This should never happen but why does it seem like it’s happening more and more in Minnesota? The governor, the state’s agencies, the Legislature, and the media all have a role to play in ensuring taxpayer dollars don’t fall victim to fraud, yet, here we are…
From Rolling Stone:
Minnesota Nonprofit Accused of Buying Luxury Cars, Vacation Homes With Millions Meant to Feed Hungry Kids
FEDERAL PROSECUTORS HAVE indicted 47 people in connection with an alleged fraud scheme that saw $250 million, meant to help feed hungry kids in Minnesota, instead go to luxury cars, commercial real estate, and vacation homes.
The numerous charges were announced Tuesday, Sept. 20, with the Department of Justice unsealing six separate indictments. In a statement, Attorney General Merrick Garland described the alleged plot as “the largest pandemic relief fraud scheme charged to date.”
The scheme allegedly centered around the non-profit group, Feeding Our Future, whose founder and executive director, Aimee Bock, was among the 47 people indicted. Bock and others are accused of defrauding the Federal Child Nutrition Program, which is administered by the U.S. Department of Agriculture and helps bring free meals to children in need.
In Minnesota, the state’s Department of Education oversees the Federal Child Nutrition Program. Meals are handed out at designated sites, which must be sponsored by an authorized organization (such as Feeding Our Future). The sponsors are responsible for monitoring the distribution sites and submitting reimbursement claims. The bulk of the reimbursement claims goes back to the sites, though the sponsoring agency retains 10 to 15 percent as an administrative fee.
From the Star Tribune:
Feeding Our Future among 48 people charged in $250 million federal food aid fraud scheme
As part of a “pay-to-play” scheme, Bock and other company employees solicited and received bribes from people and companies seeking to join the fast-growing criminal enterprise, according to the charges.
Many of the bribes were paid directly to Abdikerm Abdelahi Eidleh, a Feeding Our Future employee who was accused of receiving kickbacks ranging from $49,000 to $225,000, the charges say. Eidleh could not be reached for comment and court records indicate he does not have an attorney yet.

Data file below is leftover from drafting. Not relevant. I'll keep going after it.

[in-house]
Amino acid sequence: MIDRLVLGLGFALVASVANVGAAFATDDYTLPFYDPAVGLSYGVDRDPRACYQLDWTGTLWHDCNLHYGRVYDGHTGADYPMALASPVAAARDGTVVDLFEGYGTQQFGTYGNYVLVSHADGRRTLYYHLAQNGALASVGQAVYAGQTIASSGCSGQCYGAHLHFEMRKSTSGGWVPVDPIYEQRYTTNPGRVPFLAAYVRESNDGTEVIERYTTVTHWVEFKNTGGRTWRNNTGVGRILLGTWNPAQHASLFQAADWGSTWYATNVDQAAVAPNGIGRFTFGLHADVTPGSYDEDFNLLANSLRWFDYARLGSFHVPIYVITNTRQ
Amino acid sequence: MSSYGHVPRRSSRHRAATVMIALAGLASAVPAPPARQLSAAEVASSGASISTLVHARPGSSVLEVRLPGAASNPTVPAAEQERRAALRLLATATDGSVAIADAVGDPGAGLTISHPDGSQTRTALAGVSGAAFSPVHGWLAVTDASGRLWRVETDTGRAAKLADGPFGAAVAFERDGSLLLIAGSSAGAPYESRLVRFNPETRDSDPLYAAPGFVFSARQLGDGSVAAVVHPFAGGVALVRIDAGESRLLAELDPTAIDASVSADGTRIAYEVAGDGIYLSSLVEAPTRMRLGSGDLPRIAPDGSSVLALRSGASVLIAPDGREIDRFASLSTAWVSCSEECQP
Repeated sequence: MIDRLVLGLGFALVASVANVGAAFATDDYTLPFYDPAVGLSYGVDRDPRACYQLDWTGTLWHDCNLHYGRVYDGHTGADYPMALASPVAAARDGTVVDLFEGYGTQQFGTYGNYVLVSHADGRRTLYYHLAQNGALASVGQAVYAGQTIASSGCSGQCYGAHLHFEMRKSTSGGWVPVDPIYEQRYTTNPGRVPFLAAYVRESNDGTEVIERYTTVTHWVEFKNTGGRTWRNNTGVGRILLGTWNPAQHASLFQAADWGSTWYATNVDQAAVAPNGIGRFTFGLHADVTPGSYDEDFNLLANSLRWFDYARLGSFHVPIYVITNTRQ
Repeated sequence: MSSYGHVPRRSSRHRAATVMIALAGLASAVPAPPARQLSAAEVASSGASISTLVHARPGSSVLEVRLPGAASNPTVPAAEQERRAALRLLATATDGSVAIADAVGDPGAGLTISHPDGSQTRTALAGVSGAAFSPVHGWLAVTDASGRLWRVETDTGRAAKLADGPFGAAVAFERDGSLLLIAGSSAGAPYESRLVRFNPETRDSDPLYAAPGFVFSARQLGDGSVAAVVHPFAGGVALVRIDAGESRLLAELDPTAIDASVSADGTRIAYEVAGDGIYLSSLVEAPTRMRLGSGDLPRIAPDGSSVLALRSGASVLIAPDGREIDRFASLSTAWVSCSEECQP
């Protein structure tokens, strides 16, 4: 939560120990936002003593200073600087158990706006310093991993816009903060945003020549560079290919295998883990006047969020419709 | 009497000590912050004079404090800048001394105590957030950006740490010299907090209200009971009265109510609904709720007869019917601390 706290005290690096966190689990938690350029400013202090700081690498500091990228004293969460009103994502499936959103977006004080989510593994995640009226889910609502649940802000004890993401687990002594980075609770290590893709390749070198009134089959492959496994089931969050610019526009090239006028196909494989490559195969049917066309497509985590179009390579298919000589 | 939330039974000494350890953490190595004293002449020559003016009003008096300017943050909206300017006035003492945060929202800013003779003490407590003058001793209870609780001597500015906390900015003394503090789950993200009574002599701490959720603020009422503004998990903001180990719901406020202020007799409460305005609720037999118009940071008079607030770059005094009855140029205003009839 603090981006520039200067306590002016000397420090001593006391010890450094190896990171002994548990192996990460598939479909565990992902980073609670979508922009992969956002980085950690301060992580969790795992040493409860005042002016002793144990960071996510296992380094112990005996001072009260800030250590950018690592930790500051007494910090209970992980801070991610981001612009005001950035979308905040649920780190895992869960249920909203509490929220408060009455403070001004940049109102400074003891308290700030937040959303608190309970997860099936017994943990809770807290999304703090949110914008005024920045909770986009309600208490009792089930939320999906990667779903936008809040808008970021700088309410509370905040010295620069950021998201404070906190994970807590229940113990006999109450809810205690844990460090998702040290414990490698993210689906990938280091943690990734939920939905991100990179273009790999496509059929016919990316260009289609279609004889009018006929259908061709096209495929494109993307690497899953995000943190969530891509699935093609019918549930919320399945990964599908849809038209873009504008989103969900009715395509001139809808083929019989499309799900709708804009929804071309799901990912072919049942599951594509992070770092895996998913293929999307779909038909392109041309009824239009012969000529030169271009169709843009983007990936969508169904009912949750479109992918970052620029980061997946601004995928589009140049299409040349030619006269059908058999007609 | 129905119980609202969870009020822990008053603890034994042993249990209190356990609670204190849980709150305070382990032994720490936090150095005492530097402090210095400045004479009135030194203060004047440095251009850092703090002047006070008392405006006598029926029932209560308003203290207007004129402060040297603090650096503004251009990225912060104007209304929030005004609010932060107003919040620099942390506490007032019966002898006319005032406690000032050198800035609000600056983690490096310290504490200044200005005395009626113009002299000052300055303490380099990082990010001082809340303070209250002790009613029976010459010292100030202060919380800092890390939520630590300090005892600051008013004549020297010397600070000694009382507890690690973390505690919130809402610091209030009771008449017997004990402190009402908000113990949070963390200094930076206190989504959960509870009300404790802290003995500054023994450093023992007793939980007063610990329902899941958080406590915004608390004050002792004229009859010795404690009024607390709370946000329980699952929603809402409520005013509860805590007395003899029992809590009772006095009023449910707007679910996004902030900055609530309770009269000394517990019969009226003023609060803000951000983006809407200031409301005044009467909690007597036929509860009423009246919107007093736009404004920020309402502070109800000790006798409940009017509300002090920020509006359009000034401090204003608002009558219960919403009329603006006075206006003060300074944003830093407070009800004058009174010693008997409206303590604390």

Eidleh is accused of depositing more than $5 million in kickbacks, bribes and other fraud proceeds into bank accounts opened in the name of his shell companies.
Feeding Our Future scandal rocks Minnesota beyond Twin Cities
Part of the indictment references Willmar, where prosecutors accuse the defendants of setting up a meal site under a reorganized nonprofit known as “Stigma-Free International” in the fall of 2020.
“It’s unfortunate that the good folks that work really hard for a living and contribute to this community in a very positive way are being dragged in by some people that allegedly did something wrong,” Gaal said. “It’s not positive. I’d rather not be associated with this kind of news.”
According to the indictment, 30-year-old Abdikadir Mohamud of Fridley “approached the owner” of a Somali restaurant in downtown Willmar in October 2020 to see if he would like to participate in a program to feed hungry kids. Mohamud then “offered to pay him $40,000 per month to use his small storefront restaurant for the Stigma-Free Willmar site” and ultimately paid him a total of $570,000 in 2021.
Neither the restaurant owner, nor the restaurant itself, is accused of engaging in any criminal activity. Rather, prosecutors say Mohamud set up a shell company and used the restaurant as a means for overreporting the number of meals served to local kids in Willmar.
“During the one-year period from November 2020 to November 2021, Abdikadir Mohamud and his co-conspirators claimed to have served approximately 1.6 million meals at the Stigma-Free Willmar site,” the indictment states. “In support of these claims, Abdikadir Mohamud prepared and submitted fraudulent meal count sheets and invoices.”